New Satellite Shield Uses Pigment Found in Prehistoric Cave Paintings

By Geoff Manaugh on at

The European Space Agency's new solar satellite will be partially shielded for heat protection using a bone-based pigment found in prehistoric cave paintings. The result will be a surreal cross between the earliest era of human cognition and creativity and the outer reaches of our current mechanical sciences.

"A pigment once daubed onto prehistoric cave paintings is set to protect ESA's Solar Orbiter mission from the Sun's close-up glare," the ESA specifically reports. "Burnt bone charcoal will be applied to the spacecraft's titanium heatshield using a novel technique."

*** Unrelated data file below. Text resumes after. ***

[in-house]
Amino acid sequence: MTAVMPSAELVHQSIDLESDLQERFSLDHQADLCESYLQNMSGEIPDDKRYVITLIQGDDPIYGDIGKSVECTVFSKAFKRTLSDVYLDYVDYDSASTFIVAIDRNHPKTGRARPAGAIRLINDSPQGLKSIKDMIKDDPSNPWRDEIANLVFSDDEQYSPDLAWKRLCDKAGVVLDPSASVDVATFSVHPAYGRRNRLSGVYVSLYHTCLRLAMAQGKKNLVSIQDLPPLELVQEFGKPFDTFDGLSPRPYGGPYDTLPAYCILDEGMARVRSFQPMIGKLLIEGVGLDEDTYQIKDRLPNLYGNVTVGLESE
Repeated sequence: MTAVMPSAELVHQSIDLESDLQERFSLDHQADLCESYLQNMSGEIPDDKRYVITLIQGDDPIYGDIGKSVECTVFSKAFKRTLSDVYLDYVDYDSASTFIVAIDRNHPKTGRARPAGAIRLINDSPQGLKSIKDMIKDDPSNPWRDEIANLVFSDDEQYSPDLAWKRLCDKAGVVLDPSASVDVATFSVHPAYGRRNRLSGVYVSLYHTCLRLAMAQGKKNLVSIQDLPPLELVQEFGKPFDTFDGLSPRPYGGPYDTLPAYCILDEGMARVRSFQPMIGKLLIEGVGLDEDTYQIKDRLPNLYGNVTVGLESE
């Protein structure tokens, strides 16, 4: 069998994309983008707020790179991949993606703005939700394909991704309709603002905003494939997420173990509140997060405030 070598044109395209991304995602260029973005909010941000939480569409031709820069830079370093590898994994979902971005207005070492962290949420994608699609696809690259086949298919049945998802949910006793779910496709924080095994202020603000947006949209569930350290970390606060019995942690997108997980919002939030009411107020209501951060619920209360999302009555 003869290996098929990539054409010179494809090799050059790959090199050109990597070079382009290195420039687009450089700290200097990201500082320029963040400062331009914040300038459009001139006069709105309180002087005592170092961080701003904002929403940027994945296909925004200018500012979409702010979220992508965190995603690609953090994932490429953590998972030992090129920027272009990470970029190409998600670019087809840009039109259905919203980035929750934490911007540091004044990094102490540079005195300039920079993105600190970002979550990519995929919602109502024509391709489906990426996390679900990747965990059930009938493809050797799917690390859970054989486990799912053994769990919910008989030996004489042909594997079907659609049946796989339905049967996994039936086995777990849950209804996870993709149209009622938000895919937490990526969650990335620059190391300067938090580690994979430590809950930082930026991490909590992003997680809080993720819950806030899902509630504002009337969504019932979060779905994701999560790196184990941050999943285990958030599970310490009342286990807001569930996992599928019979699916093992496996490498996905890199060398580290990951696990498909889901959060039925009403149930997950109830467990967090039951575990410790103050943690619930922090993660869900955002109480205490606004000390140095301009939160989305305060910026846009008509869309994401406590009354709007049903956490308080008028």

This "novel technique" actually comes from an Irish medical company that figured out a way to coat titanium medical implants in a grit-blasting process that sounds not unlike powder-coating.

New Satellite Shield Uses Pigment Found In Prehistoric Cave Paintings

Image: Wikimedia/ESA

The astounding suggestion here, that Lascaux-inspired structures will be blasted away from Earth is not only rife with metaphoric potential but also a fascinating next step for material sciences. [ESA]

Lead image: ESA/AOES